Doctors Could Soon Use Your Facial Temperature to Diagnose Diabetes and High Blood Pressure

Researchers say they’ve developed a new technology that may lead to healthier aging and early detection of chronic diseases.

A colder nose and warmer cheeks may be a sign your blood pressure is on the rise.

A new study finds temperatures in different facial regions are associated with aging and chronic disease.

These temperature changes may not be noticeable by touch, but researchers captured them using a thermal camera and a new data model driven by artificial intelligence.

They tested the technology on 28-hundred people from 21 to 88 years old

And found several spots where facial temperatures were significantly related to aging and health, including the nose, eyes and cheeks.

For example, the results showed participants with diabetes and fatty liver disease tended to have higher temperatures around the eyes compared to healthy participants.

On the other hand, people with high blood pressure had higher cheek temperatures.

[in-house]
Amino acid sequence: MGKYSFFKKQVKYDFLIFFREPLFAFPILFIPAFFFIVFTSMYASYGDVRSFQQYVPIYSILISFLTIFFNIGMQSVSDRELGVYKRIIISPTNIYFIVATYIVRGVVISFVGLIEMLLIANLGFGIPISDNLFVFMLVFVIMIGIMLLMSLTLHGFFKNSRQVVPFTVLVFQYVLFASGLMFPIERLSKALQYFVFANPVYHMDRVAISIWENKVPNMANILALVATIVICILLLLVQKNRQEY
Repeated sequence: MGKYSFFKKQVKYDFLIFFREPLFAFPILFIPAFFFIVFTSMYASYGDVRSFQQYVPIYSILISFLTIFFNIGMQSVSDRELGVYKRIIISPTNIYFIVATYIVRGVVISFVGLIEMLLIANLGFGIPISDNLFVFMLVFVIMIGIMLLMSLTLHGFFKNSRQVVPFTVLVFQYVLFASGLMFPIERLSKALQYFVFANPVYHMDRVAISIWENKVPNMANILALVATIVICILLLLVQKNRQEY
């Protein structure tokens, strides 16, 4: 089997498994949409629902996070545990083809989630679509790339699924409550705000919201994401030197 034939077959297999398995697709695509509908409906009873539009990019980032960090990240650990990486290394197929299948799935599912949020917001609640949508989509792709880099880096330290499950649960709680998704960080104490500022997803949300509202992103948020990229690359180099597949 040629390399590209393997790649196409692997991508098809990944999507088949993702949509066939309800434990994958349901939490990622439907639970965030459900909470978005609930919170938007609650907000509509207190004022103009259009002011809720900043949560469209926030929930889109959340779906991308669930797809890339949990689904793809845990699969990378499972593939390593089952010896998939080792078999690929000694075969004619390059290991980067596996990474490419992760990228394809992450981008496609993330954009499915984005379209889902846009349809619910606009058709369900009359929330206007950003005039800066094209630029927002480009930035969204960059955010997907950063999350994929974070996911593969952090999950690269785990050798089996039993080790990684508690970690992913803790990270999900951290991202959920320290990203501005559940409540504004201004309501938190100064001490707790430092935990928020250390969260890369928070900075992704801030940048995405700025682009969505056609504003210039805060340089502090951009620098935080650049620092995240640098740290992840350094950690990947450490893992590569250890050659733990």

The researchers believe the rising temps are caused by an increase in cellular activity related to inflammation.

To see if exercise could influence thermal aging, they asked 23 people to jump rope at least 800 times a day for two weeks.

Surprisingly, the activity reduced their thermal age by five years.

Next, the team wants to see if the technology works to predict sleeping disorders and heart problems.

One author says, “We hope to apply thermal facial imaging in clinical settings, as it holds significant potential for early disease diagnosis and intervention.”

 Source: Cell Metabolism

Related Stories

No stories found.